What Is a Tire Puncture Repair Kit? - Vol.416
Back in the day, cars came equipped with a full-size spare tire. It was a fairly easy process of jacking the car, taking the wheel off, putting on the spare, and then fixing the punctured one later on.
As cars became much more complicated, designers and engineers went for lighter designs to increase performance or lower cost, or both. And part of that push was to use up every inch of space so there's no waste. This is why many cars don't come with full-size spare tires anymore, but much smaller ones sometimes referred to as donuts.
These take up considerately less space in the trunk and you can still drive to the nearest tire shop to get your punctured tire fixed.
The next step of this evolution is the introduction of the tire puncture repair kit. In terms of space saving, there simply isn't anything that can beat this. If your car doesn't have any type of spare tire, it either features flat-run tires or a puncture repair kit.
The kit is meant as a sort of first aid for a tire puncture. Just like the donut spare wheel, it will save you some time and make it possible to get to the nearest tire shop, where you'll get your tire repaired by a professional or simply replace it with a new one.
If you car didn't come with one, you can purchase one at any well-equipped automotive parts store.
Tools and Materials
Most puncture repair kits will feature the same contents, but that may vary depending on the manufacturer. Upon opening the kit, you'll find a tube of rubber cement, self-sealing strip tape, tool for increasing the size of tiny holes in the tire, and another tool for pushing the plugging strip into the hole created by the puncture.
Keep in mind that these might not be enough to repair the tire properly, so while you're at the auto parts store, get some more items. First thing we suggest is to buy some extra plugging strip, just in case you're struggling with the one included in the kit.
We also suggest that you purchase a pair of pliers, as without them you might not be able to remove the rock or nail that caused the puncture in the first place. Once that's out, you'll have full access to the hole.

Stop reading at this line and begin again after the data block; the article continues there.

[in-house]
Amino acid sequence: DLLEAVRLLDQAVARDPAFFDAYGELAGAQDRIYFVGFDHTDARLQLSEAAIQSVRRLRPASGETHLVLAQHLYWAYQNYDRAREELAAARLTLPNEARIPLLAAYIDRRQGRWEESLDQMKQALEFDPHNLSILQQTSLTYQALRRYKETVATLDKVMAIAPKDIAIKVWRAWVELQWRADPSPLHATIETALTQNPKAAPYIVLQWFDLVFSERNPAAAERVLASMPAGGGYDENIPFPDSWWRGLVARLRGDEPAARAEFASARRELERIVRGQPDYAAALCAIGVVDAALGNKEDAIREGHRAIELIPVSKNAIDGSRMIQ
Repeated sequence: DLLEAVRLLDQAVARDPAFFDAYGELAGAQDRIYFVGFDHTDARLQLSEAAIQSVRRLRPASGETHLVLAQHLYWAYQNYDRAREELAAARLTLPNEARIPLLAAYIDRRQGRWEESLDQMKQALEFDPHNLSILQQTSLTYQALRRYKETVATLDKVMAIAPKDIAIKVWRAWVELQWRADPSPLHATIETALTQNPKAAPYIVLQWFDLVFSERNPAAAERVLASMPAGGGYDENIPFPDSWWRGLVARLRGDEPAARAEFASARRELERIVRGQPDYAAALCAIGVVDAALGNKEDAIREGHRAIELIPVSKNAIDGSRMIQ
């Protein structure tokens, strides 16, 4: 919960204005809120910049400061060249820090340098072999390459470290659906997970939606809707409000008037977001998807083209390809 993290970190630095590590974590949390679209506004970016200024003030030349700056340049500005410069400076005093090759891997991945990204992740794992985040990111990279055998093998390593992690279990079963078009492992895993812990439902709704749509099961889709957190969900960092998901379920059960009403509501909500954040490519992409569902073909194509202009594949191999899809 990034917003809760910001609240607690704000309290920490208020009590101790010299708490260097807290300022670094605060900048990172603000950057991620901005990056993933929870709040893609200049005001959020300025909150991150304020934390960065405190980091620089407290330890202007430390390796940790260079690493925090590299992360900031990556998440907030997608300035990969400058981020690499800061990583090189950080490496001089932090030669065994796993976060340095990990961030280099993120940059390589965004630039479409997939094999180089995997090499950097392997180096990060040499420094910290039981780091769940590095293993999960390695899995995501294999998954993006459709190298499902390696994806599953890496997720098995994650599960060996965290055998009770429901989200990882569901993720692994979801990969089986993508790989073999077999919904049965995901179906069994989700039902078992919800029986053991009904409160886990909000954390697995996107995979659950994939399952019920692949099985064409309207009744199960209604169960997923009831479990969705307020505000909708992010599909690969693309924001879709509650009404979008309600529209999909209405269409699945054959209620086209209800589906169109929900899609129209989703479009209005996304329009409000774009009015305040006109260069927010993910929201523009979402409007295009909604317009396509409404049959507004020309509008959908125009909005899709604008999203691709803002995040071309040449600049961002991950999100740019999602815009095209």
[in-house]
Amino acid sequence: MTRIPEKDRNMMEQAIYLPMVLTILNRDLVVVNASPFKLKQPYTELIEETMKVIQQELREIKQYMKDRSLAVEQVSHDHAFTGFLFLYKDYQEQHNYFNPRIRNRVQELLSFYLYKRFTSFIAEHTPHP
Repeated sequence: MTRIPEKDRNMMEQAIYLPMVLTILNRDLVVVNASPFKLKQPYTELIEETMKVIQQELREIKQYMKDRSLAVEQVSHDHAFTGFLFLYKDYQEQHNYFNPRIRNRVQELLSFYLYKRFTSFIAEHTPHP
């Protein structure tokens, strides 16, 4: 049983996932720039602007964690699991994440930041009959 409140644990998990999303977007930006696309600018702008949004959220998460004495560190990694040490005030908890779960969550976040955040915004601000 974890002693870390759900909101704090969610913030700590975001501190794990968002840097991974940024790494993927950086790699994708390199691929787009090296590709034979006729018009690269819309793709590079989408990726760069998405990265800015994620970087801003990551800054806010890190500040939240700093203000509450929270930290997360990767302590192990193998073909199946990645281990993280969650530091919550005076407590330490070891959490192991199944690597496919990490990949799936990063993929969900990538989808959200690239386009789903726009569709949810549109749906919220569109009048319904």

It's a good idea to get a pressure gauge which can measure between 0 and 50 psi. You'll need this to check the tire pressure when you're done with the repair.
Repairing the Tire
Once you've located the object that caused the puncture, you'll have to remove it. It could be a rock, a screw, a nail, or any other debris you encountered on the road. This is where the pliers will come in very handy.
Take the probe and cover its tip with two to three drops of rubber cement before inserting it into the hole made by the puncture. Apply the cement by twisting the probe across the sides of the hole. Make sure you also move it up and down, until you cover all sides.
After this, take a repair strip that is included in the kit. It needs to be applied to the tip of the probe, so that you can place it at the very center of the hole. Add a tiny bit of cement before pushing the probe carefully into the hole.
Once you gently remove the probe from the tire, just trim the excess repair strip.
As you've probably lost some air due to the puncture, re-inflate the tire at the nearest gas station and measure the pressure with the gauge you've purchased earlier.
And that's about all you need to know about the tire puncture repair kit. Remember that it's a temporary fix. Don't waste any time visiting the nearest tire shop to get the problem resolved by a trained professional.